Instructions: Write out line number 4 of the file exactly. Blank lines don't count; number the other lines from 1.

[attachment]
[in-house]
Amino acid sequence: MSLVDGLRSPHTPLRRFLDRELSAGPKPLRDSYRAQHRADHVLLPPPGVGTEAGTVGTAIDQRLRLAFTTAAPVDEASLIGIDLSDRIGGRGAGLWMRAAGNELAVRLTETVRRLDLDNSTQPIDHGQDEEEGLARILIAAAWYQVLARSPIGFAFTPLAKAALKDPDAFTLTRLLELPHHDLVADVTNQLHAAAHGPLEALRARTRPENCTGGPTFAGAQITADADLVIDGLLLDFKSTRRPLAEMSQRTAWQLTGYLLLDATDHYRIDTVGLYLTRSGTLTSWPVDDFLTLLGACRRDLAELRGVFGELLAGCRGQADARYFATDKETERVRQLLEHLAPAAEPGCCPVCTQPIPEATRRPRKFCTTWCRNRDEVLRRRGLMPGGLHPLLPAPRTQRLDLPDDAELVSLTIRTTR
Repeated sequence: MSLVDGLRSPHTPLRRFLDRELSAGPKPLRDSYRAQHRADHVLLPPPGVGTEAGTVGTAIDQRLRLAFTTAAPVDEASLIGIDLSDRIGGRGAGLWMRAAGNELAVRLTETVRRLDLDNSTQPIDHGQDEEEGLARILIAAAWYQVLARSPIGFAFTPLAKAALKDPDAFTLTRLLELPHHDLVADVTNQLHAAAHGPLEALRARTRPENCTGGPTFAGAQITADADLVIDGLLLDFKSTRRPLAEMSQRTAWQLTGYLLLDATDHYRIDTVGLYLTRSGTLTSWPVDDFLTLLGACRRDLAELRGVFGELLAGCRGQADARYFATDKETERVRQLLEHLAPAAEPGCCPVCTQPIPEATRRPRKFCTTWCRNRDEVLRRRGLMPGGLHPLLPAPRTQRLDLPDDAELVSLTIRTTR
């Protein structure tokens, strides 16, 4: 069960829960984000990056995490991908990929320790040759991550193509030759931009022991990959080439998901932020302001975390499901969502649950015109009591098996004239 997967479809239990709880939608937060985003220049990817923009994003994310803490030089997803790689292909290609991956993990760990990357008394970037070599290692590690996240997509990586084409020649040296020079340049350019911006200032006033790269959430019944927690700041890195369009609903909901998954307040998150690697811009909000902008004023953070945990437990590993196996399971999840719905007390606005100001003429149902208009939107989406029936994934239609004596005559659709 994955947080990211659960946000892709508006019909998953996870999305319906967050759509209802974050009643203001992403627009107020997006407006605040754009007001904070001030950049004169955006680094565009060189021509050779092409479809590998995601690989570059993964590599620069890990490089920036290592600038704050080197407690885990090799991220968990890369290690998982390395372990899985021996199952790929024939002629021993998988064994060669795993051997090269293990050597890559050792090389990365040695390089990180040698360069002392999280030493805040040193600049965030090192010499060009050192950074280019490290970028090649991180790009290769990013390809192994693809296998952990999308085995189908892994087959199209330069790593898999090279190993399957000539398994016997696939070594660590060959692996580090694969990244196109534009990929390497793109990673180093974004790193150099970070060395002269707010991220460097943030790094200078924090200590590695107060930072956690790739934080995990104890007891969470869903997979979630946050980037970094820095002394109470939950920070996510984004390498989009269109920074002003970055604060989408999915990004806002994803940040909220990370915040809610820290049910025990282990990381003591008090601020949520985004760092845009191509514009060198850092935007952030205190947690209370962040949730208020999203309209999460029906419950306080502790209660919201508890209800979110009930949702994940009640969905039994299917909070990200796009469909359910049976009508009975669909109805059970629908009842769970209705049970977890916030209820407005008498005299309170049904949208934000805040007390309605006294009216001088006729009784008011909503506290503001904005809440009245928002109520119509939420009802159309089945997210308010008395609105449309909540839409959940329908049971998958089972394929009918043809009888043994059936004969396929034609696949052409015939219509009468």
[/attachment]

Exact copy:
């Protein structure tokens, strides 16, 4: 069960829960984000990056995490991908990929320790040759991550193509030759931009022991990959080439998901932020302001975390499901969502649950015109009591098996004239 997967479809239990709880939608937060985003220049990817923009994003994310803490030089997803790689292909290609991956993990760990990357008394970037070599290692590690996240997509990586084409020649040296020079340049350019911006200032006033790269959430019944927690700041890195369009609903909901998954307040998150690697811009909000902008004023953070945990437990590993196996399971999840719905007390606005100001003429149902208009939107989406029936994934239609004596005559659709 994955947080990211659960946000892709508006019909998953996870999305319906967050759509209802974050009643203001992403627009107020997006407006605040754009007001904070001030950049004169955006680094565009060189021509050779092409479809590998995601690989570059993964590599620069890990490089920036290592600038704050080197407690885990090799991220968990890369290690998982390395372990899985021996199952790929024939002629021993998988064994060669795993051997090269293990050597890559050792090389990365040695390089990180040698360069002392999280030493805040040193600049965030090192010499060009050192950074280019490290970028090649991180790009290769990013390809192994693809296998952990999308085995189908892994087959199209330069790593898999090279190993399957000539398994016997696939070594660590060959692996580090694969990244196109534009990929390497793109990673180093974004790193150099970070060395002269707010991220460097943030790094200078924090200590590695107060930072956690790739934080995990104890007891969470869903997979979630946050980037970094820095002394109470939950920070996510984004390498989009269109920074002003970055604060989408999915990004806002994803940040909220990370915040809610820290049910025990282990990381003591008090601020949520985004760092845009191509514009060198850092935007952030205190947690209370962040949730208020999203309209999460029906419950306080502790209660919201508890209800979110009930949702994940009640969905039994299917909070990200796009469909359910049976009508009975669909109805059970629908009842769970209705049970977890916030209820407005008498005299309170049904949208934000805040007390309605006294009216001088006729009784008011909503506290503001904005809440009245928002109520119509939420009802159309089945997210308010008395609105449309909540839409959940329908049971998958089972394929009918043809009888043994059936004969396929034609696949052409015939219509009468």